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Shared Rights and Technological Progress

  • Mitchell, Matthew
  • Zhang, Yuzhe

We study how best to reward innovators whose work builds on earlier innovations. Incentives to innovate are obtained by offering innovators the opportunity to profit from their innovations. Since innovations compete, awarding rights to one innovator reduces the value of the rights to prior innovators. We show that the optimal allocation involves shared rights, where more than one innovator is promised a share of profits from a given innovation. We interpret such allocations in three ways: as patents that infringe on prior art, as licensing through an optimally designed ever-growing patent pool, and as randomization through litigation. We contrast the rate of technological progress under the optimal allocation with the outcome if sharing is prohibitively costly, and therefore must be avoided. Avoiding sharing initially slows progress, and leads to a more variable rate of technological progress.

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Paper provided by University Library of Munich, Germany in its series MPRA Paper with number 36537.

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Date of creation: Jan 2012
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Handle: RePEc:pra:mprapa:36537
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  1. Sugato Bhattacharyya & Francine Lafontaine, 1995. "Double-Sided Moral Hazard and the Nature of Share Contracts," RAND Journal of Economics, The RAND Corporation, vol. 26(4), pages 761-781, Winter.
  2. Suzanne Scotchmer, 1999. "On the Optimality of the Patent Renewal System," RAND Journal of Economics, The RAND Corporation, vol. 30(2), pages 181-196, Summer.
  3. Lerner, Josh & Strojwas, Marcin & Tirole, Jean, 2005. "The Design of Patent Pools: The Determinants of Licensing Rules," IDEI Working Papers 187, Institut d'Économie Industrielle (IDEI), Toulouse.
  4. Lucian Arye Bebchuk, 1984. "Litigation and Settlement under Imperfect Information," RAND Journal of Economics, The RAND Corporation, vol. 15(3), pages 404-415, Autumn.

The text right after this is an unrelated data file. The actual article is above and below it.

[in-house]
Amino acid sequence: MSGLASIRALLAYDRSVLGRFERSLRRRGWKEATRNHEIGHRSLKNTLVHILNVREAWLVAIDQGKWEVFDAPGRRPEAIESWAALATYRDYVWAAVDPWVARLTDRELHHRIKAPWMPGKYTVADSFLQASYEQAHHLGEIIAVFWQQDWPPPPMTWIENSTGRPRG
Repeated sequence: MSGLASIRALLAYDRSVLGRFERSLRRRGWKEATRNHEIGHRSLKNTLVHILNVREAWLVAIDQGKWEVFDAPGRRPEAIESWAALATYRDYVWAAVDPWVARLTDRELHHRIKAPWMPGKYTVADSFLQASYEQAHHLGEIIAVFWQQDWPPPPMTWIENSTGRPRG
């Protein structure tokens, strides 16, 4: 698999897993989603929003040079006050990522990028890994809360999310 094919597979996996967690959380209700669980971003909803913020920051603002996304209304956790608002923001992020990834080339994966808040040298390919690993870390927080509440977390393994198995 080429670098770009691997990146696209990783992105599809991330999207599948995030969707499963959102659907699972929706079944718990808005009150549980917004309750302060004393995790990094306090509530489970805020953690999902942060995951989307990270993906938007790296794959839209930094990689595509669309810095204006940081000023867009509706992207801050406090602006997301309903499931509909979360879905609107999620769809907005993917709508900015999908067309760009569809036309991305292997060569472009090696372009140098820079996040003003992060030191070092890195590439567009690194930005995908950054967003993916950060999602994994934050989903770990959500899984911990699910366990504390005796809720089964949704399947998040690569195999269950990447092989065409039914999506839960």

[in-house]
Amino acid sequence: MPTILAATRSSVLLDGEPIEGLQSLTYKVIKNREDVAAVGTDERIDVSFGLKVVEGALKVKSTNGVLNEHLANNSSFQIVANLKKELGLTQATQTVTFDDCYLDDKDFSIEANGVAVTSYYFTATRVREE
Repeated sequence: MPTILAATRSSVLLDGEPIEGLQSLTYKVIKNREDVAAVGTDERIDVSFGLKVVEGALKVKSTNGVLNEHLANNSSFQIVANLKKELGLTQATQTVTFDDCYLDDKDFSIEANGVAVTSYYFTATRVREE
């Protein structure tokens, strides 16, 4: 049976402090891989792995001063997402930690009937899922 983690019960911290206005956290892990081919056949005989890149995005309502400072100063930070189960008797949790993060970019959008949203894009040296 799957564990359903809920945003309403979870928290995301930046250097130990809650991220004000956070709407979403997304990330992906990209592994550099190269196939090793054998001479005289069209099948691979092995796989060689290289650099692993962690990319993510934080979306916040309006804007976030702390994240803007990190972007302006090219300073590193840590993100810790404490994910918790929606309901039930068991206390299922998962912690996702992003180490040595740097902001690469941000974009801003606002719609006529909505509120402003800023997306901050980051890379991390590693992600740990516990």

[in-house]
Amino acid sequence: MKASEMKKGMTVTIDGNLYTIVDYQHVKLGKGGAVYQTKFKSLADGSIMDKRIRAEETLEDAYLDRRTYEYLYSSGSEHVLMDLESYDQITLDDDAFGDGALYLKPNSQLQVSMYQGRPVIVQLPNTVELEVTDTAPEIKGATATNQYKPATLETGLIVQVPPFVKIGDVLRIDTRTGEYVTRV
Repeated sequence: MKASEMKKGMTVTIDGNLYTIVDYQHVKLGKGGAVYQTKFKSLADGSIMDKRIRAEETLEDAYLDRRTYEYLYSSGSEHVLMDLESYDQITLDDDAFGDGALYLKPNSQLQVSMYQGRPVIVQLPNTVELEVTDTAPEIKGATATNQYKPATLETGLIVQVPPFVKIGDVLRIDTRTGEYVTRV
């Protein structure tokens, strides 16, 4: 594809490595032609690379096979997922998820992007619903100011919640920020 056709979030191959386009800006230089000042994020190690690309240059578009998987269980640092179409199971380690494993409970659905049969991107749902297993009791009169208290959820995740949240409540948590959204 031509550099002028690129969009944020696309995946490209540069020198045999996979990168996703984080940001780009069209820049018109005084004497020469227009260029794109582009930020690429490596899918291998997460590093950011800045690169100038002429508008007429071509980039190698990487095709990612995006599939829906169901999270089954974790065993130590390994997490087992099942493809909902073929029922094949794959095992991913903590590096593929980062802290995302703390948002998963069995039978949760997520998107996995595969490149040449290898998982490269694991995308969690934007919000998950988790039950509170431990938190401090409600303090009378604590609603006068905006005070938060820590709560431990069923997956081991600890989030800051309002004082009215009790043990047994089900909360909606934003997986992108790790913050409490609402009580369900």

5. Barry Nalebuff, 1987. "Credible Pretrial Negotiation," RAND Journal of Economics, The RAND Corporation, vol. 18(2), pages 198-210, Summer.
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  7. Michael J. Meurer, 1989. "The Settlement of Patent Litigation," RAND Journal of Economics, The RAND Corporation, vol. 20(1), pages 77-91, Spring.
  8. Matthew Mitchell, 2000. "Rewarding Sequential Innovators: Patents Prizes and Buyouts," Econometric Society World Congress 2000 Contributed Papers 1650, Econometric Society.
  9. Ufuk Akcigit & William R. Kerr, 2012. "Growth Through Heterogeneous Innovations," Working Papers 12-08, Center for Economic Studies, U.S. Census Bureau.
  10. Gerard Llobet & Hugo Hopenhayn & Matthew F. Mitchell, 2000. "Rewarding sequential innovators: prizes, patents and buyouts," Staff Report 273, Federal Reserve Bank of Minneapolis.
  11. Emeric Henry, 2010. "Promising the right prize," Sciences Po publications 7758, Sciences Po.
  12. Hugo Hopenhayn & Matthew Mitchell, 2012. "Rewarding Duopoly Innovators: The Price of Exclusivity," NBER Chapters, in: Standards, Patents and Innovations National Bureau of Economic Research, Inc.
  13. Josh Lerner & Jean Tirole, 2004. "Efficient Patent Pools," American Economic Review, American Economic Association, vol. 94(3), pages 691-711, June.
  14. Michael Kremer, 2000. "Creating Markets for New Vaccines Part II: Design Issues," NBER Working Papers 7717, National Bureau of Economic Research, Inc.
  15. Adam B. Jaffe & Josh Lerner & Scott Stern, 2008. "Innovation Policy and the Economy, Volume 8," NBER Books, National Bureau of Economic Research, Inc, number jaff08-1, August.
  16. Kremer, Michael R., 1998. "Patent Buyouts: A Mechanism for Encouraging Innovation," Scholarly Articles 3693705, Harvard University Department of Economics.
  17. Bagnoli, M. & Bergstrom, T., 1989. "Log-Concave Probability And Its Applications," Papers 89-23, Michigan - Center for Research on Economic & Social Theory.
  18. Bessen, James, 2004. "Holdup and licensing of cumulative innovations with private information," Economics Letters, Elsevier, vol. 82(3), pages 321-326, March.
  19. Shapiro, Carl, 2003. " Antitrust Limits to Patent Settlements," RAND Journal of Economics, The RAND Corporation, vol. 34(2), pages 391-411, Summer.
  20. Lemley, Mark A. & Shapiro, Carl, 2004. "Probabilistic Patents," Competition Policy Center, Working Paper Series qt9xf1488p, Competition Policy Center, Institute for Business and Economic Research, UC Berkeley.
  21. V. V. Chari & Mikhail Golosov & Aleh Tsyvinski, 2009. "Prizes and Patents: Using Market Signals to Provide Incentives for Innovations," Levine's Working Paper Archive 814577000000000398, David K. Levine.
  22. Chou Teyu & Haller Hans, 2007. "The Division of Profit in Sequential Innovation for Probabilistic Patents," Review of Law & Economics, De Gruyter, vol. 3(2), pages 581-609, December.
  23. Choi, J.P., 1997. "Patent Litigation as an Information Transmission Mechanism," Discussion Paper 1997-17, Tilburg University, Center for Economic Research.
  24. O'DONOGHUE, Ted & SCOTCHMER, Suzanne & THISSE, Jacques-François, . "Patent breadth, patent life, and the pace of technological progress," CORE Discussion Papers RP -1314, Université catholique de Louvain, Center for Operations Research and Econometrics (CORE).
  25. Reiko Aoki & Jin-Li Hu, 1999. "Licensing vs. Litigation: The Effect of the Legal System on Incentives to Innovate," Journal of Economics & Management Strategy, Wiley Blackwell, vol. 8(1), pages 133-160, 03.
  26. Michael Kremer, 1998. "Patent Buyouts: A Mechanism For Encouraging Innovation," The Quarterly Journal of Economics, MIT Press, vol. 113(4), pages 1137-1167, November.
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